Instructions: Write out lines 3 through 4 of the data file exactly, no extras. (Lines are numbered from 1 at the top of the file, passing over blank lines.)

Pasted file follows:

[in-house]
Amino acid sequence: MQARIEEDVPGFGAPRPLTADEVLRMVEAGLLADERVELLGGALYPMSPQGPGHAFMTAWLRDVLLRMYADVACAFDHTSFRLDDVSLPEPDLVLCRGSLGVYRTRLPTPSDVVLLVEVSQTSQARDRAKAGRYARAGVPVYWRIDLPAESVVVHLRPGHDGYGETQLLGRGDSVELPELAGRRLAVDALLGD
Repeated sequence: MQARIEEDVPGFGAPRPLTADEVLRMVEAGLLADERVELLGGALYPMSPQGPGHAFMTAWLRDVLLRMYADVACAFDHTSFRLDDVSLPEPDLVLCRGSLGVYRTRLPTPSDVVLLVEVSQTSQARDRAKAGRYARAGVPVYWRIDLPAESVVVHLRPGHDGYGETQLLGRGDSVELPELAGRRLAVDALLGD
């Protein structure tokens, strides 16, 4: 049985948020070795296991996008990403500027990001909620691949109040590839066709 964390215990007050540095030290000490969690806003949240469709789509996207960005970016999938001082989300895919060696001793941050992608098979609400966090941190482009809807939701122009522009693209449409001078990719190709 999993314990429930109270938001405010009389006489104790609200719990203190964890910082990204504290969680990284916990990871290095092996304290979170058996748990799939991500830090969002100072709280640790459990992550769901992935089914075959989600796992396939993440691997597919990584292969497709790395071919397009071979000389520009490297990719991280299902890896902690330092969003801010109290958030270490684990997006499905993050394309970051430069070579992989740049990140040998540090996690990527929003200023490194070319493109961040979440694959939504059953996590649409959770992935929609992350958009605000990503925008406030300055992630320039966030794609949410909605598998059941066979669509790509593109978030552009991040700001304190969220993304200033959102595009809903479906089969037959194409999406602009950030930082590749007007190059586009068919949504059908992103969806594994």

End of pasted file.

Repeated sequence: MQARIEEDVPGFGAPRPLTADEVLRMVEAGLLADERVELLGGALYPMSPQGPGHAFMTAWLRDVLLRMYADVACAFDHTSFRLDDVSLPEPDLVLCRGSLGVYRTRLPTPSDVVLLVEVSQTSQARDRAKAGRYARAGVPVYWRIDLPAESVVVHLRPGHDGYGETQLLGRGDSVELPELAGRRLAVDALLGD
């Protein structure tokens, strides 16, 4: 049985948020070795296991996008990403500027990001909620691949109040590839066709 964390215990007050540095030290000490969690806003949240469709789509996207960005970016999938001082989300895919060696001793941050992608098979609400966090941190482009809807939701122009522009693209449409001078990719190709 999993314990429930109270938001405010009389006489104790609200719990203190964890910082990204504290969680990284916990990871290095092996304290979170058996748990799939991500830090969002100072709280640790459990992550769901992935089914075959989600796992396939993440691997597919990584292969497709790395071919397009071979000389520009490297990719991280299902890896902690330092969003801010109290958030270490684990997006499905993050394309970051430069070579992989740049990140040998540090996690990527929003200023490194070319493109961040979440694959939504059953996590649409959770992935929609992350958009605000990503925008406030300055992630320039966030794609949410909605598998059941066979669509790509593109978030552009991040700001304190969220993304200033959102595009809903479906089969037959194409999406602009950030930082590749007007190059586009068919949504059908992103969806594994």